If this sounds like your human memory I think it’s because the principles are essentially the same. Organising and accessing a lot of information is obviously much much harder than organising and accessing a lot less information. 

the larger the library you have in your head, the longer it usually takes to find a particular word (or pair)

 So I like this article It’s Not Memory Loss – Older Minds May Just Be Fuller of Information because it fits what I have seen all my life and also what I see in technology. The same problems generally have the same solutions. It also makes me feel more positive about my memory as I age. Something to support what I believed anyway.

A well honed body and mind

Though I still feel it’s important to keep fit because what your body can do reflects what your brain can do. If your body isn’t fit and thus fast, strong and well honed then why would your brain be. All the evidence points to fitness affecting the whole body not just individual parts.

In fact, the new study is not likely to overturn 100 years of research, cognitive scientists say. Neuroscientists have some reason to believe that neural processing speed, like many reflexes, slows over the years; anatomical studies suggest that the brain also undergoes subtle structural changes that could affect memory.

How activity and exercise improves your health

For years we have been told that exercise is good for us. Now the evidence is becoming indisputable.  Being inactive is as bad as smoking or drinking too much alcohol. It could even be more serious than that.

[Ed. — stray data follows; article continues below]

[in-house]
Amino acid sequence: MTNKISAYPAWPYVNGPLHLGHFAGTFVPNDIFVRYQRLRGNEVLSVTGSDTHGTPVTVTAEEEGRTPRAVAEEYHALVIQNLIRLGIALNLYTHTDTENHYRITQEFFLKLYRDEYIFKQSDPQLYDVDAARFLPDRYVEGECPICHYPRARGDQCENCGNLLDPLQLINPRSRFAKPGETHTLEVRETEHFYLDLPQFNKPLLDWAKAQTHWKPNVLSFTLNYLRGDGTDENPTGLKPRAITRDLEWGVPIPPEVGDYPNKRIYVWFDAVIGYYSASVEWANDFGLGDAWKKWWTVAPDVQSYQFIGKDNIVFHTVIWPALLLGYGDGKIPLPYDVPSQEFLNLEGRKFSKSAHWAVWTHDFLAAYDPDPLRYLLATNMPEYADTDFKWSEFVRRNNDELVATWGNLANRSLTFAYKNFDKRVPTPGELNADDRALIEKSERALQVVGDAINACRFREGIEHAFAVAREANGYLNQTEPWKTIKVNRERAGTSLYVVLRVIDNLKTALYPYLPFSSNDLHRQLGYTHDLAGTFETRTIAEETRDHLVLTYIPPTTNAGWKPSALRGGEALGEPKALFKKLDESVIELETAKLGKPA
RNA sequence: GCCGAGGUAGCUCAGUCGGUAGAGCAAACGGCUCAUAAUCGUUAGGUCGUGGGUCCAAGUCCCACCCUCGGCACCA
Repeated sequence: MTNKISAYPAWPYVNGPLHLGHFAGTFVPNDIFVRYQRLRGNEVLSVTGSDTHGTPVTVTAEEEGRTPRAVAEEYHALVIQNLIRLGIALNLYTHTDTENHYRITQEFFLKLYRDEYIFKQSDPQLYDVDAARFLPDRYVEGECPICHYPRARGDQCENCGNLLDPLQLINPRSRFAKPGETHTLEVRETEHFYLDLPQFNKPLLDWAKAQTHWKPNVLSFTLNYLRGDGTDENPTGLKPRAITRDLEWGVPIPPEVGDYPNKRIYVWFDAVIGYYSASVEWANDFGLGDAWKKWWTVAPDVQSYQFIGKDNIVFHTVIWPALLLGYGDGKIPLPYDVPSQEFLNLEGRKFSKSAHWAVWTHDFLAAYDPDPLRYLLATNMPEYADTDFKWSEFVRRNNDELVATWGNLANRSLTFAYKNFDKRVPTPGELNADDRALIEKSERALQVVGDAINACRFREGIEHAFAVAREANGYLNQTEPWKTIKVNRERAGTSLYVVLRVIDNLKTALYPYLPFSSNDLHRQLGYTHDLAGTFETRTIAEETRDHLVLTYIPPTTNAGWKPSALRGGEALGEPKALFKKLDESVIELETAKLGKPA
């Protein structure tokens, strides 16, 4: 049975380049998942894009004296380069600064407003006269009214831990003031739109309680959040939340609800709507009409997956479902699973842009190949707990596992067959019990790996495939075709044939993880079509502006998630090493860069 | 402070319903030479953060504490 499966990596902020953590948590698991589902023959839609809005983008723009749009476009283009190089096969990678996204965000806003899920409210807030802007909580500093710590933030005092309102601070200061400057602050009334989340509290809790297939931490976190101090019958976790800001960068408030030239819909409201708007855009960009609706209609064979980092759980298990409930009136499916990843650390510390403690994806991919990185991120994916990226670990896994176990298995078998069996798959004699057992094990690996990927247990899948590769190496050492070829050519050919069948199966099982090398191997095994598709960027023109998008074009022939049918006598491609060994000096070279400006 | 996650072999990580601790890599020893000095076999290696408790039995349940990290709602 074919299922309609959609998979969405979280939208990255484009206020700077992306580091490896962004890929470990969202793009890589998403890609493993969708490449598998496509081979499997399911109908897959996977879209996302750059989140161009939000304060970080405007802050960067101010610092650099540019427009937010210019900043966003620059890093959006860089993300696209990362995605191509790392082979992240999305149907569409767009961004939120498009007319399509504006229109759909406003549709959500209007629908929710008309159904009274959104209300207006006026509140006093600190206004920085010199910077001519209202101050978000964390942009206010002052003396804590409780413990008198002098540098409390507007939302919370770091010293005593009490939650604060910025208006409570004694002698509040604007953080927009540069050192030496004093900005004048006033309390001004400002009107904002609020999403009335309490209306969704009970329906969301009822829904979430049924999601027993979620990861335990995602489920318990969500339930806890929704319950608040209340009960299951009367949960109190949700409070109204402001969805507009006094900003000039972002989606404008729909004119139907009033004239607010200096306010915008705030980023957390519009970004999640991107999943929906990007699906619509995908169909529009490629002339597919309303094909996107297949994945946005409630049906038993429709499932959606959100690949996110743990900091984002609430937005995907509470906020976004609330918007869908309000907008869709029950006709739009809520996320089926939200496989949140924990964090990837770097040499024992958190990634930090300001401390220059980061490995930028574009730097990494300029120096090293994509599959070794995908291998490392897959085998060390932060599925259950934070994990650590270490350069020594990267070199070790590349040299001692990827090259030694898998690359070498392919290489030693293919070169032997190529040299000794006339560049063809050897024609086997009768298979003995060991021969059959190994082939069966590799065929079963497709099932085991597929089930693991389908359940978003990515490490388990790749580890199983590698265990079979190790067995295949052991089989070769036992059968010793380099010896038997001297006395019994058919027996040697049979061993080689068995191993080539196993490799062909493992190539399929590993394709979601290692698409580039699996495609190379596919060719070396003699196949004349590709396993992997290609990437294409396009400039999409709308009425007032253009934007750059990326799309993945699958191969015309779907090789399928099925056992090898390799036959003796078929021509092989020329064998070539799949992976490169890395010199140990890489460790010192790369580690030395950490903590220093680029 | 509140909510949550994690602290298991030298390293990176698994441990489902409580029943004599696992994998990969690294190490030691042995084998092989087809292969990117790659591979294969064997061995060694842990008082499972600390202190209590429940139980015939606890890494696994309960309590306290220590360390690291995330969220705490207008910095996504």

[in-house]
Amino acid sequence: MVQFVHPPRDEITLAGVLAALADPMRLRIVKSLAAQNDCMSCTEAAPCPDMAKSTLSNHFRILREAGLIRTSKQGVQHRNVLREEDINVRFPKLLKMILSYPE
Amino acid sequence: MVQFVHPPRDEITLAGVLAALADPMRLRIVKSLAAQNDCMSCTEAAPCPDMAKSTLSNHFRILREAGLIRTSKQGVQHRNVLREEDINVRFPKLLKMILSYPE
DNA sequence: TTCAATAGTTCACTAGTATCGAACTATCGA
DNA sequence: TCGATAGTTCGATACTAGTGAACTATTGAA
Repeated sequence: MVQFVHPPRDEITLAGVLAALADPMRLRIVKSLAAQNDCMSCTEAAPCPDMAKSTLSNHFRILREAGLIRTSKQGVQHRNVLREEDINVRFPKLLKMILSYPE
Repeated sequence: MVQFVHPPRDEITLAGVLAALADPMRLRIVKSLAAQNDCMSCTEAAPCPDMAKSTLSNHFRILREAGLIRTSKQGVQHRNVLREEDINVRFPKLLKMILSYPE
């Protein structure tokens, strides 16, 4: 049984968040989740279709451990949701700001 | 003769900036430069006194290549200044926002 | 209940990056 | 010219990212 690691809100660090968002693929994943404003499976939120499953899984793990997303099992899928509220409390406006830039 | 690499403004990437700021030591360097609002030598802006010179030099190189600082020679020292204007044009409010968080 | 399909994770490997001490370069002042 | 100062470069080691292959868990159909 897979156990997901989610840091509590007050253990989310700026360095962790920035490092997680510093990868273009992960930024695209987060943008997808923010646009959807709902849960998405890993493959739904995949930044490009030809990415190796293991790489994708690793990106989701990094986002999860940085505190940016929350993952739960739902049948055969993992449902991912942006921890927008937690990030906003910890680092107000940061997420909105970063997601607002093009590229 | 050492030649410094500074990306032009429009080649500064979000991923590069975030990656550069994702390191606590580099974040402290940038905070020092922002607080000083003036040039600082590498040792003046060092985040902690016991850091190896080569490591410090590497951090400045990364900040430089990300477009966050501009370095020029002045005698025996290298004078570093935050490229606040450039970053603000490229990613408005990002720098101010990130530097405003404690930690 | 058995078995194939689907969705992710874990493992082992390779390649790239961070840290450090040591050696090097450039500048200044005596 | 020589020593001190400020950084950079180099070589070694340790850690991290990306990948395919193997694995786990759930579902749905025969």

Over the years I’ve found so much information I didn’t know what to do with it. I mainly shared it through my original blog or kept it private hoping to share it when I found the right approach. For many of these articles I’ve now been waiting years which just isn’t helping anyone.

I recently realised my blogs are the perfect medium on which to share because I’m most interested in the discussions and debate around this topic. I don’t feel I have the answers, I share because I’m interested in learning and using what I learn to help me on my journey through life.

I have now started to organise all I have found and it’s re invigorating my dreams because the message really is about living your life. The act of living itself is what we must do. Moving is living. Activity to me isn’t just physical it is mental and emotional. Thinking about things makes your brain active, experiencing emotions involves both your brain and your body.

For now most information will be about physical activity because that is what is most available. Though I am looking for and finding interesting articles in all three areas. Over time this and all the other posts will grow as I continue this life journey.

Diseases

For now I’m creating a series of articles covering the various topics related to activity and health. So far I have published: